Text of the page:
Sunday’s season finale of “Downton Abbey” concludes one of the most vexing episodes in spoiler alert history. Because the series ended in the U.K. last Christmas and was released on DVD before the American broadcast, any attempt to read about the Crawleys, follow them on social media or even chat about them with friends became a minefield of unexploded plot twists.
This was not the case when “Upstairs Downstairs” aired on PBS in the ‘70s. Even though the series was broadcast in the U.K. well before the American.airing, no one in the U.S. learned ahead of time that Lady Marjorie had gone down with the Titanic or that Hazel had died from the Spanish flu.
Of course it’s digital technology that’s changed everything, dramatically increasing the information flow within and among borders. Thanks to our friends at Google, Facebook and Twitter, it really has become a small world after all. In my own case, I learned prematurely about the unfortunate demise of two major “Downton” characters, one from Wikipedia and one from accidentally clicking through to a British newspaper.
The problem is only going to get worse. The New York Times’ Brian Stelter points out that Netrlix’s simultaneous release of all 13 episodes of its new series “House of Cards” creates a whole new set of spoiler problems, because when viewers are given the chance to set their own schedules they don’t watch at the same pace. Some binge-watch in one day and other stretch it out over week or months. The increased use of DVRs and even DVD boxed sets also decreases the communal experience of television watching and creates additional spoiler opportunities.
Spoilers have been around forever. In 1841, American readers stormed ships arriving from England carrying the last installment of Dickens’ “The Old Curiosity Shop,” shouting “Is Nell dead?” And in 1960, ads for “Psycho” warned there would be a “no late admissions” policy to spare plot revelations. Alfred Hitchcock himself warned departing audiences over a loudspeaker, "Don't give away the ending - it's the only one we have."
Television never used to be so obsessed with spoilers. For one thing, there wasn’t much to spoil. Series didn’t have season-long narrative arcs. Each episode existed on its own, with little reference to what happened in the past or might happen in the future. And when there was a potential surprise, the networks usually exploited it for promotional gain. First Lady Betty Ford’s appearance at the end of a “Mary Tyler Moore” episode was widely reported, thereby attracting more viewers.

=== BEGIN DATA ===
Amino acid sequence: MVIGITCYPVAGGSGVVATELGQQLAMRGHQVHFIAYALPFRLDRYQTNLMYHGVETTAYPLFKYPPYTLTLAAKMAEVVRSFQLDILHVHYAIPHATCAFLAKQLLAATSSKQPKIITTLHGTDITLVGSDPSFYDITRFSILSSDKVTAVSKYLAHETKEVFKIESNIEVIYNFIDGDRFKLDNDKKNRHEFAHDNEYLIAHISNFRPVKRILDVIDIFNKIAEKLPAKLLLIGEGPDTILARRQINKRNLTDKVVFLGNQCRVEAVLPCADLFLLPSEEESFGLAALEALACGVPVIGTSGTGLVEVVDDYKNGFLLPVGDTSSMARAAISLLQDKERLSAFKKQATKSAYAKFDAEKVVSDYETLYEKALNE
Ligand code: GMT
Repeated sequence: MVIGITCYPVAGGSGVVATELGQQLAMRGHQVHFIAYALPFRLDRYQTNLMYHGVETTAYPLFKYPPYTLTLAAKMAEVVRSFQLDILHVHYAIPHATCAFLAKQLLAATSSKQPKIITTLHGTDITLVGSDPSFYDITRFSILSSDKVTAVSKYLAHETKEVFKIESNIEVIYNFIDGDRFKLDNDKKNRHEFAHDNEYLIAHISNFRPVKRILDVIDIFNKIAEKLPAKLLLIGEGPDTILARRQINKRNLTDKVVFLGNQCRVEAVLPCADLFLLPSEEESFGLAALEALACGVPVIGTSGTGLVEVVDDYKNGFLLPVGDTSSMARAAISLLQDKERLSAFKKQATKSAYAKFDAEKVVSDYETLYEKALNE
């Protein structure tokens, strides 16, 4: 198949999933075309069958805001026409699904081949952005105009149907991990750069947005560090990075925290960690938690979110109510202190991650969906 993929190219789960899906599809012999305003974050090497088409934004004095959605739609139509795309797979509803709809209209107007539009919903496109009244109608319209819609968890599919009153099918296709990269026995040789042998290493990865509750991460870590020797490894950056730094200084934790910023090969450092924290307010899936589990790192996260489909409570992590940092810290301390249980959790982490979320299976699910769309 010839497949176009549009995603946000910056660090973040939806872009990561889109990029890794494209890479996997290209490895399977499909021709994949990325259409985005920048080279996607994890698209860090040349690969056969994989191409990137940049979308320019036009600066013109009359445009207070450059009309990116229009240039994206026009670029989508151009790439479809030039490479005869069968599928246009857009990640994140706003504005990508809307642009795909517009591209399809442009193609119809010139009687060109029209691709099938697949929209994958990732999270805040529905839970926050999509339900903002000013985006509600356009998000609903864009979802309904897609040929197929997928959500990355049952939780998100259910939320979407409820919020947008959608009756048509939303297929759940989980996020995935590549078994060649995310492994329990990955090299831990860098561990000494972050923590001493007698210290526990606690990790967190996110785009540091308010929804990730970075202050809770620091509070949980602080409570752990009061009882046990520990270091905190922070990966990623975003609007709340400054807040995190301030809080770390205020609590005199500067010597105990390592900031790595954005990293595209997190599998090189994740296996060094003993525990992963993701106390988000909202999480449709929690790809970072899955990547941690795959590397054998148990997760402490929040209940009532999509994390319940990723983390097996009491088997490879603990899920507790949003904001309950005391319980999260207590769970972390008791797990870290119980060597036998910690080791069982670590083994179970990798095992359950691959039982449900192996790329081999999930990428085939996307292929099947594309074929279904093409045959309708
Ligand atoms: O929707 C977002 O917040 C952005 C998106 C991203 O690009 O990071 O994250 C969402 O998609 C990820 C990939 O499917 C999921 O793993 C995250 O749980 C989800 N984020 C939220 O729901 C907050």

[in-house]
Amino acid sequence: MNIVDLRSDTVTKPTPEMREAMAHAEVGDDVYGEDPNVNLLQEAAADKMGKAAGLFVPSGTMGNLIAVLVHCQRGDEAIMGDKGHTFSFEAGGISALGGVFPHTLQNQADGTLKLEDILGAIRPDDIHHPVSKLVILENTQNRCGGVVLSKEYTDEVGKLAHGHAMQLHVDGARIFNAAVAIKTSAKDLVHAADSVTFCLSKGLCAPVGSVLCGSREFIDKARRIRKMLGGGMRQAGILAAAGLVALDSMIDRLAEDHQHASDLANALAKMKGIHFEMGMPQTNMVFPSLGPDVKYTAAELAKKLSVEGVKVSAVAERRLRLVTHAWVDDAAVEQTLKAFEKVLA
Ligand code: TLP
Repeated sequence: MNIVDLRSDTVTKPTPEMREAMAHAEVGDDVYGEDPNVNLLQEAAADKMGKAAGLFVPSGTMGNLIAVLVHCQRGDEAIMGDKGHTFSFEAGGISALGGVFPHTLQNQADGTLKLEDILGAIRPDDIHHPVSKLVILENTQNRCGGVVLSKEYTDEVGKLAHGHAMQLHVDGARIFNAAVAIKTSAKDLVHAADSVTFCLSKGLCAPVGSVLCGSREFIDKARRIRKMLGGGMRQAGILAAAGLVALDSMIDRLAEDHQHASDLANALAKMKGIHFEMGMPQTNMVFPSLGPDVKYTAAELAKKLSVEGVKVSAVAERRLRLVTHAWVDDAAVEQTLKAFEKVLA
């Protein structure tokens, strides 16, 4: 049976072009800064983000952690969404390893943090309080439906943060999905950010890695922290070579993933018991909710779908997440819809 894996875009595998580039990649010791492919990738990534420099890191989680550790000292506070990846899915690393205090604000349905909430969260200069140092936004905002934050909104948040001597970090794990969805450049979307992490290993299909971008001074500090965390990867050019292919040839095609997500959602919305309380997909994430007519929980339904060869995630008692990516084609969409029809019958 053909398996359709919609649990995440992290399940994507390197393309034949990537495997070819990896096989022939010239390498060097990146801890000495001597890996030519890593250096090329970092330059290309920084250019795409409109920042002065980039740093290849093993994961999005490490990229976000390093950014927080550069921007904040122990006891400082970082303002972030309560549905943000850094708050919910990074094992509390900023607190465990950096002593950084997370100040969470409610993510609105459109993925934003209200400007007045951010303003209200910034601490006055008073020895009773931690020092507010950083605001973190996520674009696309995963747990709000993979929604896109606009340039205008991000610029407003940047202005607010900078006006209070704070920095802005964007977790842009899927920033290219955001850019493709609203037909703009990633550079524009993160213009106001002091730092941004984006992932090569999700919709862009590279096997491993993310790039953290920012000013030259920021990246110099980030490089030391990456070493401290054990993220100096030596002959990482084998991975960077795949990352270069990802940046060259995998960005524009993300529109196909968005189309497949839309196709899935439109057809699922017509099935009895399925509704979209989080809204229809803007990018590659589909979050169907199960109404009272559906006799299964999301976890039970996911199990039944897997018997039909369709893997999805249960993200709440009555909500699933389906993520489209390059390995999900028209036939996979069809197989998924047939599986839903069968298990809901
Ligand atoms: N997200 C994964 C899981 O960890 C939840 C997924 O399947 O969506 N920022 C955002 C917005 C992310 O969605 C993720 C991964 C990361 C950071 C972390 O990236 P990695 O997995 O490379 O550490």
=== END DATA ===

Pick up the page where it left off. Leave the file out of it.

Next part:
But when “Dallas” producers contrived to have J.R. Ewing shot by an unknown assailant at the end of season three, the massive ratings that followed opened the industry’s eyes to the value of a surprise and the associated danger of spoilers. Ever since then, TV creators have worked hard to keep plot details secret. Heck, Matthew Weiner won’t even reveal the year in which the next season of “Mad Men” starts.
By why are we so furious about spoilers? Why do we insist on not learning plot details? We can enjoy a story even when we already know the ending. Three of the best movies of 2012 –“Argo,” “Lincoln,” and “Zero Dark Thirty” – were based on factual incidents in which the climax was not in doubt. Going into these films, we all knew that the American hostages escaped from Iran, that the Constitution abolished slavery, and that Osama bin Laden eventually swam with the fishes. Yet all three movies delivered immensely satisfying and suspenseful endings. And anyone who’s ever rewatched a movie or TV show knows that the enjoyment can be even better when you’re not worrying about plot development.
Part of the answer goes to the essence of how we interact with narrative art. If we’re fully engaged, we’re interacting with the story on multiple levels. Both our minds and emotions are working overtime. We’re trying to get to the essential truth of the story. On one level, there’s the basic satisfaction of figuring out the plot – what just happened and what’s going to happen next? In a serious piece of art, we’re also trying to figure out what the creator is trying to say, what the deeper meaning is and how this relates to our own existence.
To deny someone the ability to experience a work of art on its own terms, with the story laid out as the creator presents it, is to steal something essential. In my own case, because I knew that these two “Downton” characters were doomed, their fates loomed over every episode as I wondered if this were the week they would meet their demise. In a way, my viewing was “spoiled.”
As children, we delight in stories with surprises. Only an ogre would give away the ending of a fairy tale to a child. The same principle applies as we age. After all, Merriam Webster defines “to spoil” as “to affect something in a way that makes it worse, less attractive, or less enjoyable.” Exactly right; knowing the plot details too soon makes the story less attractive and less enjoyable. Please keep your spoilers to yourself.